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I' trying to figure out how secure LastPass is if you have it on your Android device and it gets stolen. If I'm not mistaken there has to be a password vault stored somewhere locally on the device.

Would in that case be enough to just keep trying to brute force the LastPass password until successful? Does this answer my question?

What about when using two-factor authentication, would that make it any harder (with no access to two-factor authentication) in this case?

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    Everything can be bruteforced given enough time and resources. Is it really the question? Or is it about methods other than brute force? – techraf Jun 2 '16 at 8:13
  • @techraf There is still second question.. Would two-factor authentication like google authenticator prevent brute-forcing or at least make it harder... – danizmax Jun 2 '16 at 8:54
  • Authentication to what? There's no authentication to a file. – techraf Jun 2 '16 at 8:57
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    You can't really apply 2FA to a file - it applies to a system to prevent access, but requires some verification process. A file doesn't have that - it can't check for a specific value being entered at a given time, since it doesn't know what the time is, and doesn't have the ability to execute code itself. A decryption program could implement some checks, but would be limited by the system it runs on - if it checked time based requirements, say, it could be fed false data. Additionally, by rewriting the decryption program, these checks could easily by bypassed. – Matthew Jun 2 '16 at 9:02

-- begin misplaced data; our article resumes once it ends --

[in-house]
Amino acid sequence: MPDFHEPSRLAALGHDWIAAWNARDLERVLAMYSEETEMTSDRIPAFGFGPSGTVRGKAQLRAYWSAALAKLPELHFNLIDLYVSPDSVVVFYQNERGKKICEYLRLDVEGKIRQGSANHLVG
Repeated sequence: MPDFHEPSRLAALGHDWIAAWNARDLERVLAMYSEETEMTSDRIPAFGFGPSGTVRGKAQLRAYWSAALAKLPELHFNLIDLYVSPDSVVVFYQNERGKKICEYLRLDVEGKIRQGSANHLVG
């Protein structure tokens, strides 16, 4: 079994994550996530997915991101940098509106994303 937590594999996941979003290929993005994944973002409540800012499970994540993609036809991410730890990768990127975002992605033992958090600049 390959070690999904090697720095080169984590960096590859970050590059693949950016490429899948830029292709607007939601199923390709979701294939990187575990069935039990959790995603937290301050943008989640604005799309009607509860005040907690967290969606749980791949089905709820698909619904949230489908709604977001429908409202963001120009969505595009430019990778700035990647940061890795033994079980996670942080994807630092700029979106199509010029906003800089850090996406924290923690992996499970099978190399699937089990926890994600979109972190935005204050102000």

• @techraf so what you're saying is that something like like google authenticator code is not checked against Lastpass password store data and can be avoided by using a custom cracking software for cracking the password. Note I'm asking specific for Lastpass and its not a theoretical debate. – danizmax Jun 2 '16 at 9:02
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Making brute-force attack the only possible option is a desired feature of a security system.

This "only" would mean there are no weaknesses in the algorithm or implementation and the system could be broken only by trying all combinations of possible passwords.

On top of making sure brute-force attack is the only possibly, it should also be made difficult to perform.

In case of LastPass' database (an offline, encrypted file) the countermeasures are limited, but both the system design and user have influence over the effectiveness of an attack.

First: the database is protected with a key derived from a password using PBKDF with a specified number of iterations, which increases the time required for confirming each guess attempt.

Users need to set the number of iterations of PBKDF high to the point they can bear the time required for opening the database on their devices (this can vary for PCs and mobile devices).

Second: users must use strong passwords to make the brute-force attack harder (possibly to the point of infeasibility).


Two-Factor Authentication in LastPass does not protect the password database, but the access to the online service which provides encrypted user's password database.

Once the database is downloaded it is a static encrypted file and 2nd factor authentication is not necessary to decrypt it.

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